Graham Reid | | 1 min read
This quite exceptional double disc by New Zealand-born pianist/composer Nock arrives with the advantage of great timing: Norman Meehan's fine biography of Nock, Serious Fun, has just been published (see Elsewhere review here) on the occasion of Nock's 70th birthday.
Well, age shall not weary him as the first, exquisite and commanding disc illustrates.
With the sibling rhythm section of Ben (bass) and James Waples (drums) -- both about a third his age -- Nock offers some free improvisations recorded in the Sydney Opera House Studio in 2008 which were done after an intense session. That might explain the slow and considered title track which opens the session in which the players gently explore a theme Nock lays out.
But gradually the energy levels rise, the experimentation accordingly (Nock tickling inside the piano in a number of place or hitting deadened notes) and this intuitive drum'n'bass team (who fairly get co-writing credits on all but the opener) are with him all the way.
Joyous Awakening is romantic, slow ballad of light and space, but Rite of Passage is where the ideas flow: pointillistic plucking of the bass echoed by Nock and the angular drumming, a melody and rhythm gradually taking form through some chord crashes and vibrant runs, the drums provoking . . .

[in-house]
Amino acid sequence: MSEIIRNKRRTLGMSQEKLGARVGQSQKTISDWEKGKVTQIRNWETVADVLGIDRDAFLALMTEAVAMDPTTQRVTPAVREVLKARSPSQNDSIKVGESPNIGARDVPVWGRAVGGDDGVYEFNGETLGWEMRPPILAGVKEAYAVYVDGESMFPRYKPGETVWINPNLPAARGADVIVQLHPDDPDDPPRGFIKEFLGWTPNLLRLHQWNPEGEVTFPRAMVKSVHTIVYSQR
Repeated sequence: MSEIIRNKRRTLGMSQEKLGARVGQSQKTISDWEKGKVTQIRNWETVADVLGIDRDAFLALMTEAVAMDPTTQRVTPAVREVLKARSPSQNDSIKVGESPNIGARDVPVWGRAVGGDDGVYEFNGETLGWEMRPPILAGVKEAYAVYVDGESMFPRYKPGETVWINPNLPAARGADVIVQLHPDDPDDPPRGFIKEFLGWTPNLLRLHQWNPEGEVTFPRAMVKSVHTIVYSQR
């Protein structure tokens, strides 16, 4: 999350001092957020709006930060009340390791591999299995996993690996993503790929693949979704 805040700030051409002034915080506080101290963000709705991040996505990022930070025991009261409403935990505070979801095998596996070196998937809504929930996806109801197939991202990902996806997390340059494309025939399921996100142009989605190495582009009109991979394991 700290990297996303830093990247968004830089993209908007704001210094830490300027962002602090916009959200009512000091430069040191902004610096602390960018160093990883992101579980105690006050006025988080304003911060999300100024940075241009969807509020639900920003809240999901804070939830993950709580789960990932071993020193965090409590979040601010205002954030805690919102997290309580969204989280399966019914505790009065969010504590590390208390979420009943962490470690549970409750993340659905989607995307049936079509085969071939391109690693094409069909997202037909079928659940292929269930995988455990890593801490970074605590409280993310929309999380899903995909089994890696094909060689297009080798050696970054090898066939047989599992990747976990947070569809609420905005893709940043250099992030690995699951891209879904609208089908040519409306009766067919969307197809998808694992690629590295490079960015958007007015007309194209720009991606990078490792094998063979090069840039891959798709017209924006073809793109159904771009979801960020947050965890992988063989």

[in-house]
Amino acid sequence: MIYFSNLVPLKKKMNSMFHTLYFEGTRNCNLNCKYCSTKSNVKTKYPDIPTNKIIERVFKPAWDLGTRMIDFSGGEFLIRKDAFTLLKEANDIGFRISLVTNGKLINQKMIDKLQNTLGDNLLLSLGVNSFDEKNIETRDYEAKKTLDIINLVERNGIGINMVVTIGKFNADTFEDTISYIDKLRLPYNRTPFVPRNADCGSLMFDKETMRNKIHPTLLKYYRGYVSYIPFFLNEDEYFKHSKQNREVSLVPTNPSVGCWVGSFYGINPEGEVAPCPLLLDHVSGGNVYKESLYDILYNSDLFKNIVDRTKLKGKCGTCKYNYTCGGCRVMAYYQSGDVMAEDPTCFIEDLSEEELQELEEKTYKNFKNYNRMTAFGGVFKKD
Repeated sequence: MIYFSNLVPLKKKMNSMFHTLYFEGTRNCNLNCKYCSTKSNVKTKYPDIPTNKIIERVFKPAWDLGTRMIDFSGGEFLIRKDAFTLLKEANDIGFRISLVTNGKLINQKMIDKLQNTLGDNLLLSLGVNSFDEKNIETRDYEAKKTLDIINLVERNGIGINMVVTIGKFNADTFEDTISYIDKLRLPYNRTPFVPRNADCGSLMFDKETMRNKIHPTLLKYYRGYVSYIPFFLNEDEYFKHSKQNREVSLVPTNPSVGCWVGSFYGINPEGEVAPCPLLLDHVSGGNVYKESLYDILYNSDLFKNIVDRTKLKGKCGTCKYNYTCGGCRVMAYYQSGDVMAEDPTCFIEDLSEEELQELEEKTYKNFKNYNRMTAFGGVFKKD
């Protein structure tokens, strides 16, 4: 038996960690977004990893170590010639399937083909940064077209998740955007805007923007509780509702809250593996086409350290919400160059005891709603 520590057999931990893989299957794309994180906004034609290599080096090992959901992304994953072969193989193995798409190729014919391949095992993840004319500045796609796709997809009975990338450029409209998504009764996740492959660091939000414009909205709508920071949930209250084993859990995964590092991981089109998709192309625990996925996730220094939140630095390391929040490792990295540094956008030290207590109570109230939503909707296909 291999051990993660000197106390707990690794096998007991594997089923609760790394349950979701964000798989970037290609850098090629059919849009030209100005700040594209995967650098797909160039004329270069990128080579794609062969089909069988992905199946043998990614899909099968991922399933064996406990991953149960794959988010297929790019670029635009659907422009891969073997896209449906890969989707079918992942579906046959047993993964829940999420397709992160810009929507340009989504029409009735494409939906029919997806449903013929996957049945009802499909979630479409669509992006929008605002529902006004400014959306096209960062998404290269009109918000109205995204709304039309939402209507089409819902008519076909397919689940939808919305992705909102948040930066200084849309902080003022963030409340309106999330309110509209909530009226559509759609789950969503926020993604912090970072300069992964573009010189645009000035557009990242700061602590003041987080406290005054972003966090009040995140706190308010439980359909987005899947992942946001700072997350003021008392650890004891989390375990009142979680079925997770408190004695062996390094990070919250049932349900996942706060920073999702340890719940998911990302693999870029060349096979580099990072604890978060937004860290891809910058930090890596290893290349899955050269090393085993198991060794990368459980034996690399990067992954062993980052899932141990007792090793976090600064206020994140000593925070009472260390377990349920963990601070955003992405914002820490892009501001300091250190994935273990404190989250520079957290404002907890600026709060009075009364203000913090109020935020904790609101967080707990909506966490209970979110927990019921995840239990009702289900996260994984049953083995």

The standout however is the final 12-minute improvisation Apotheosis which moves from the leanest of bass work through explorations within and on the piano, and steadily, with increasing energy and shape, heads for a thrilling climax before pulling right back. The understanding between the musicians is like psychic magic.
The second disc was recorded live at Sydney's Sound Lounge two months later and while not exactly a more traditonal trio recording, it works around some Nock originals -- notably the seductively melodic Elsewhen, the vaguely Latin-framed Beautiful Stranger and A Tree Has It's Heart In Its Roots -- and a swinging, muscular but light on its feet, treatment of Billy Reid's The Gypsy among the other three pieces.
The centrepiece is The Wind where at times Nock coaxes out a sound as gentle as tinkling glockenspiel, while allowing space for Ben's elegant and refined bass.
Nock has delivered some quite exceptional albums down the decades in many styles (his Solo of the late Seventies remains an undiscovered gem) but here he re-invigorates the trio format, especially on that first disc where the canvas is blank just waiting for the artist to go to work.